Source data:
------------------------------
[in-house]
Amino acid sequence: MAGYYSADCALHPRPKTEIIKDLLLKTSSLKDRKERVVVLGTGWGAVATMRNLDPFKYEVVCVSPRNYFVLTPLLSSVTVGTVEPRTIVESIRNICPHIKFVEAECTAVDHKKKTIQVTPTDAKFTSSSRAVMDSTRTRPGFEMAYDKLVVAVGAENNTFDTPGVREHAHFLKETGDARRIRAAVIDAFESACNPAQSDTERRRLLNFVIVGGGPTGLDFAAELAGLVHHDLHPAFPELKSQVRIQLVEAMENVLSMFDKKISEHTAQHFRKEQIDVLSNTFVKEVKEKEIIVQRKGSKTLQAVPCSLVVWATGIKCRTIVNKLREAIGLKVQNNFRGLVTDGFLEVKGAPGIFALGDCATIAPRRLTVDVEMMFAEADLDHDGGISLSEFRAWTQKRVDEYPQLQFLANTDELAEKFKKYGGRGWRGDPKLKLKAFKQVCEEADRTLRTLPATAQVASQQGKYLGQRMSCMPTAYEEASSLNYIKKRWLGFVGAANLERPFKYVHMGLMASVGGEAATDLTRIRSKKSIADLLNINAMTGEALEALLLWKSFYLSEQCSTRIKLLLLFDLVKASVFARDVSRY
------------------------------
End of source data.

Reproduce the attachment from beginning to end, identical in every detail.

[in-house]
Amino acid sequence: MAGYYSADCALHPRPKTEIIKDLLLKTSSLKDRKERVVVLGTGWGAVATMRNLDPFKYEVVCVSPRNYFVLTPLLSSVTVGTVEPRTIVESIRNICPHIKFVEAECTAVDHKKKTIQVTPTDAKFTSSSRAVMDSTRTRPGFEMAYDKLVVAVGAENNTFDTPGVREHAHFLKETGDARRIRAAVIDAFESACNPAQSDTERRRLLNFVIVGGGPTGLDFAAELAGLVHHDLHPAFPELKSQVRIQLVEAMENVLSMFDKKISEHTAQHFRKEQIDVLSNTFVKEVKEKEIIVQRKGSKTLQAVPCSLVVWATGIKCRTIVNKLREAIGLKVQNNFRGLVTDGFLEVKGAPGIFALGDCATIAPRRLTVDVEMMFAEADLDHDGGISLSEFRAWTQKRVDEYPQLQFLANTDELAEKFKKYGGRGWRGDPKLKLKAFKQVCEEADRTLRTLPATAQVASQQGKYLGQRMSCMPTAYEEASSLNYIKKRWLGFVGAANLERPFKYVHMGLMASVGGEAATDLTRIRSKKSIADLLNINAMTGEALEALLLWKSFYLSEQCSTRIKLLLLFDLVKASVFARDVSRY